Competitive wages are no longer enough to satisfy and support valued employees. Today, a variety of benefits and perks play an essential role in attracting and retaining talent. Lifestyle benefits, sometimes referred to as employee perks, are non-salary benefits given to employees to improve their overall lifestyle that go above and beyond standard medical, dental and vision benefits. These lifestyle benefits are rapidly becoming the future of employee benefits.
Around 60% of employees say benefit offerings are a significant factor in their decision on whether or not to take a new job. That’s why an increasing number of employers are utilizing lifestyle benefit plans to entice high-quality applicants. In fact, studies show that 80% of employees would select more benefits above a pay increase. Moreover, younger employees, like Millennials, are more apt to change jobs than their older Baby Boomer counterparts if they are dissatisfied with the employee benefits offerings available to them.
Lifestyle benefits are benefits to enjoy now. These are meaningful services that meet the needs of employees today. Not tomorrow, next week or even ten years from now. Employees don’t have to be sick, deceased, disabled or over 65 to use them.
In this article, we will explore the 4 “W’s”—Who, What, When, and Why—of lifestyle benefits to explain how you can use this tool to improve your benefits package!
Who Are Lifestyle Benefits For?
Even companies with generous overall benefits packages can suffer from low employee engagement and productivity which can be exacerbated by the massive shift to remote work. Offering perks that are customized to your people’s unique needs is hugely beneficial for companies wanting to increase employee engagement and retention. In the increasingly competitive job market, this really sets employers apart because it demonstrates a vested interest on the part of the employer to provide opportunities for personal, as well as professional growth. Lifestyle benefits, particularly in the form of flexible perk stipends, are an ideal way to offer personalization and also promote an inclusive company culture.
What Lifestyle Benefits Can Employers Offer?
Lifestyle benefits can be customized to meet many different types of needs. For instance, an employee might be sending their child to college for the first time. If they want advisors or financial planners, a lifestyle benefits account can cover it. Or what if an employee wants to take advantage of a gym membership or health app? This could also be covered through a lifestyle benefits program. Everyone benefits from a calm, happy, and valued employee! Other examples of offerings you can include in a lifestyle benefits program include:
When Should You Offer Lifestyle Benefits?
Really the answer to the question of when you should offer lifestyle benefits is-now! Now is the right time to make the most of lifestyle benefits by setting employees up and educating them of their perks.When organizations offer lifestyle benefits, it’s about building positive, long-term relationships between executives, supervisors and employees. It’s about investment and dedication to employee well-being.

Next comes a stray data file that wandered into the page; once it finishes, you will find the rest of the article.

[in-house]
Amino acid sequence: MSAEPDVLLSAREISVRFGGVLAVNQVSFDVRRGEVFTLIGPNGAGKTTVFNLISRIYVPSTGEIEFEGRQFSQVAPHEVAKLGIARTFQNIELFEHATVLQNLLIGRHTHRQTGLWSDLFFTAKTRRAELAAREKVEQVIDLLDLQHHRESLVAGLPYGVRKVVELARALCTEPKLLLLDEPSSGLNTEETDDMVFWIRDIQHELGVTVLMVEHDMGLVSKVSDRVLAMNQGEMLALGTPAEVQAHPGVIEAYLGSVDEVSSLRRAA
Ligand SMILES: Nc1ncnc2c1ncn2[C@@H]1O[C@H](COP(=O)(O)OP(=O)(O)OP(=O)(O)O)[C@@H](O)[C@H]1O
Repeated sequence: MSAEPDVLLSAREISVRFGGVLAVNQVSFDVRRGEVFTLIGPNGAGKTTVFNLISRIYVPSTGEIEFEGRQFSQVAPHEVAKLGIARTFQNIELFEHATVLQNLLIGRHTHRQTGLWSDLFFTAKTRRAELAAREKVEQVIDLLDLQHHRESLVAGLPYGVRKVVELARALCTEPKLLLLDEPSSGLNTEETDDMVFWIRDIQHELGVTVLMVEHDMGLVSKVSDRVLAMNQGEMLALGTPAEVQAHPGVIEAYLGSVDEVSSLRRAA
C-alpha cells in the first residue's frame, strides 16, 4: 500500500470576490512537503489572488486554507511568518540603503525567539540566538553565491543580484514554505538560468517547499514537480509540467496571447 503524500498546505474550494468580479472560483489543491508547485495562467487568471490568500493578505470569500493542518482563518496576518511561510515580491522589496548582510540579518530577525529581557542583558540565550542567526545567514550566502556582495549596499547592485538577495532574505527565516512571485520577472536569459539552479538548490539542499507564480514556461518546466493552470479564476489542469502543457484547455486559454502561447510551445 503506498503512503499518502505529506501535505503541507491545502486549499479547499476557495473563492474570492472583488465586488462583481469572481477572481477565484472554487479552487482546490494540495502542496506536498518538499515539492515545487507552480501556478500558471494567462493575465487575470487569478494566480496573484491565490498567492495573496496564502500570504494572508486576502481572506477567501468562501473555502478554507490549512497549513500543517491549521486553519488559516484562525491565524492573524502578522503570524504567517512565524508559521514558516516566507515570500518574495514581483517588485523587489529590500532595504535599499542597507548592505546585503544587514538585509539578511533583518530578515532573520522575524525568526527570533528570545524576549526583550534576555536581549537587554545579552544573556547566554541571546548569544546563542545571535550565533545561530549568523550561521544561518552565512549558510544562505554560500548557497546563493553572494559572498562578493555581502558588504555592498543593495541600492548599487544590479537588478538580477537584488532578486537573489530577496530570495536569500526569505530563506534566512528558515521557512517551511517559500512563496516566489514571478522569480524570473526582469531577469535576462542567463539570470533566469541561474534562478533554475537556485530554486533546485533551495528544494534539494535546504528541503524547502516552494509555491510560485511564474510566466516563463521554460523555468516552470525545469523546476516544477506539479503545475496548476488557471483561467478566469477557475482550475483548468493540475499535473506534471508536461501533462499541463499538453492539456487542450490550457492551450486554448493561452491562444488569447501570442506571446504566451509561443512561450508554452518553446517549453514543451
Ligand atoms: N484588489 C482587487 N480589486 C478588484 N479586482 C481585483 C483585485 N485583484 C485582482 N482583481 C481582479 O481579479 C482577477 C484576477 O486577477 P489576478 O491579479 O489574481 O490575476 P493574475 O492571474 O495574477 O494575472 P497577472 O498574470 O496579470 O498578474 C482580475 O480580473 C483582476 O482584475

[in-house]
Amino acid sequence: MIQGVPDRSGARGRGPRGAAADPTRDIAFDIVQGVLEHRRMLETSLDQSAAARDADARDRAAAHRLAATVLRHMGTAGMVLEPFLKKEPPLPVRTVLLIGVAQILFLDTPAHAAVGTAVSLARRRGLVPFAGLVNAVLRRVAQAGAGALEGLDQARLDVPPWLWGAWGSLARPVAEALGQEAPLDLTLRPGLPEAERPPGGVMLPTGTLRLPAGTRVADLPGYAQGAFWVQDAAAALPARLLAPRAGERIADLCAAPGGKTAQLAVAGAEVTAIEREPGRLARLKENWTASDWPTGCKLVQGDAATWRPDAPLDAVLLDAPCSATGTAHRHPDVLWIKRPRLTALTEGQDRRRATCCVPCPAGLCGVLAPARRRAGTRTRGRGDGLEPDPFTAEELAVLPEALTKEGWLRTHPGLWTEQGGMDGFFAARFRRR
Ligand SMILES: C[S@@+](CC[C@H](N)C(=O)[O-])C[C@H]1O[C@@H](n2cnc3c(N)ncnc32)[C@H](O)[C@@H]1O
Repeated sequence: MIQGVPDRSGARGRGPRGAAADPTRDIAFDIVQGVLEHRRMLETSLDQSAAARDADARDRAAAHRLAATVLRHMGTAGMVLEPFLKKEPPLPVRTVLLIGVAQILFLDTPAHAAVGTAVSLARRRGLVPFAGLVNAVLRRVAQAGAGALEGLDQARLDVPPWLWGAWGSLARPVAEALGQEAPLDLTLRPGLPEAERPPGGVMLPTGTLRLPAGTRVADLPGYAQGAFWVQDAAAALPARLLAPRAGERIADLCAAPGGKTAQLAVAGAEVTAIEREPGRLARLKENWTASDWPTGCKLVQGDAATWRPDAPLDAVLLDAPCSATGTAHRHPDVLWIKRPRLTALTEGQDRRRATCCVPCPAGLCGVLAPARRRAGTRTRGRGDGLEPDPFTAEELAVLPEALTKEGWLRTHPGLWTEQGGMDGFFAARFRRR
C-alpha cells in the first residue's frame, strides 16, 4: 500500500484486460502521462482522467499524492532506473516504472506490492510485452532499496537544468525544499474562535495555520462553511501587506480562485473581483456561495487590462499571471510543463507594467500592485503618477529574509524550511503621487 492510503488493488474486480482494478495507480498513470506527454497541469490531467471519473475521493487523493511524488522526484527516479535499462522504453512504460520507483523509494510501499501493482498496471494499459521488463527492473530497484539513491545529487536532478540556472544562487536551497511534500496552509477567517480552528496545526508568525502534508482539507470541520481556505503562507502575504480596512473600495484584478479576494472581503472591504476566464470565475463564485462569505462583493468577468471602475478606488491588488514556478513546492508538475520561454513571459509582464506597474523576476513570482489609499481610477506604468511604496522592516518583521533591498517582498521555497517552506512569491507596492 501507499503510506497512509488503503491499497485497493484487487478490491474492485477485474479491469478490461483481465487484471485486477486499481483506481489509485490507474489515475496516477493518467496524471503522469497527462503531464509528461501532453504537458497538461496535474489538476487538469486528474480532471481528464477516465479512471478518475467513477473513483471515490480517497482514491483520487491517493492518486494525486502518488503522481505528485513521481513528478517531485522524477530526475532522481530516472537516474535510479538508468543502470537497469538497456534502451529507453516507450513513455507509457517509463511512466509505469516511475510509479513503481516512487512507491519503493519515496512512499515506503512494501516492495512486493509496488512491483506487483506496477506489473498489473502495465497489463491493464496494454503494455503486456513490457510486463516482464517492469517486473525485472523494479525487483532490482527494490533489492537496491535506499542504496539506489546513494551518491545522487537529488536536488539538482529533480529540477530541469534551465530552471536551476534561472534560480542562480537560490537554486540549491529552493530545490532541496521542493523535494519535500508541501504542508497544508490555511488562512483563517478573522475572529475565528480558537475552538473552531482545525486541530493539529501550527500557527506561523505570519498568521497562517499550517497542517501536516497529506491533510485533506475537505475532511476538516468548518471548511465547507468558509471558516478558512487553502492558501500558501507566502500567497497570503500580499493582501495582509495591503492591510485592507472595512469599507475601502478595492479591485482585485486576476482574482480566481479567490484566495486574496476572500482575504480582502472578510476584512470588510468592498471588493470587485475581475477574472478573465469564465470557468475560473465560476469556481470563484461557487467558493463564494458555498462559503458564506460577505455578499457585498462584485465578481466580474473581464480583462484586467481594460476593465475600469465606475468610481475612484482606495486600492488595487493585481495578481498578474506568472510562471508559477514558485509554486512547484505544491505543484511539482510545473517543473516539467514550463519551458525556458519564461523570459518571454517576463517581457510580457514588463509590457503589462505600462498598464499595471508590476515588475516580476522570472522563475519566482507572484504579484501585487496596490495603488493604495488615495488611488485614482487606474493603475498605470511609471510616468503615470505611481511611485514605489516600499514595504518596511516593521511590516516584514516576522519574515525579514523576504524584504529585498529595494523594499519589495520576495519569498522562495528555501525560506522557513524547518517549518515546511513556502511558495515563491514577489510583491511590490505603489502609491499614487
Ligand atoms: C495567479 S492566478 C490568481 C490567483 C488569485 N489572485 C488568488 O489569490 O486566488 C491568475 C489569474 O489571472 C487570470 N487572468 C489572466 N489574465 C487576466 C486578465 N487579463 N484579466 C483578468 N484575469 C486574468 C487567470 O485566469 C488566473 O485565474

Why Provide Lifestyle Benefits at Your Company
There are so many reasons to provide lifestyle benefits but it primarily boils down to one thing: employee satisfaction. Employees want to feel valued by their employers and if this can be achieved by helping them afford the lifestyle they enjoy and envision for themselves, then do it!
We are, after all, living in the age of personalization. Everything in our lives, from our Netflix subscriptions to Spotify playlists is customized to us and our preferences. Lifestyle benefits can be designed in a way that addresses the various needs of your diverse workforce, whether that means supporting a 22-year-old recent graduate living in the city, or a 45-year-old executive with three kids in a home in the suburbs, lifestyle benefits are ideal for that type of personalization and inclusivity, especially in the form of flexible perk stipends.
If companies want the best potential candidates, they have to think outside the box with personalized benefit offerings. Everyone wins with a flexible lifestyle benefits platform. After all, physically and mentally healthy employees are more productive, which is better for the bottom line.
“Suck it up,” “cheer up,” “snap out of it,” “but you don’t look sick”- these are just some of the phrases that well-meaning friends and family tell loved ones struggling with mental health issues. Research shows that one in five adults struggle with mental health conditions. Mental health struggles include depression, bipolar disorder, anxiety, schizophrenia, and eating disorders.
Mental illness is also becoming increasingly common among teenagers; studies indicate that approximately one in five teens between ages twelve and eighteen are diagnosed with a mental health disorder. These issues deeply impact day-to-day living and may also affect the ability to relate to others. When your mental health suffers, everything in your life will suffer as a result.
What is Mental Health?
Mental health includes our emotional, psychological, and social well-being. It affects how we think, feel, and act. It also helps determine how we handle stress, relate to others, and make choices.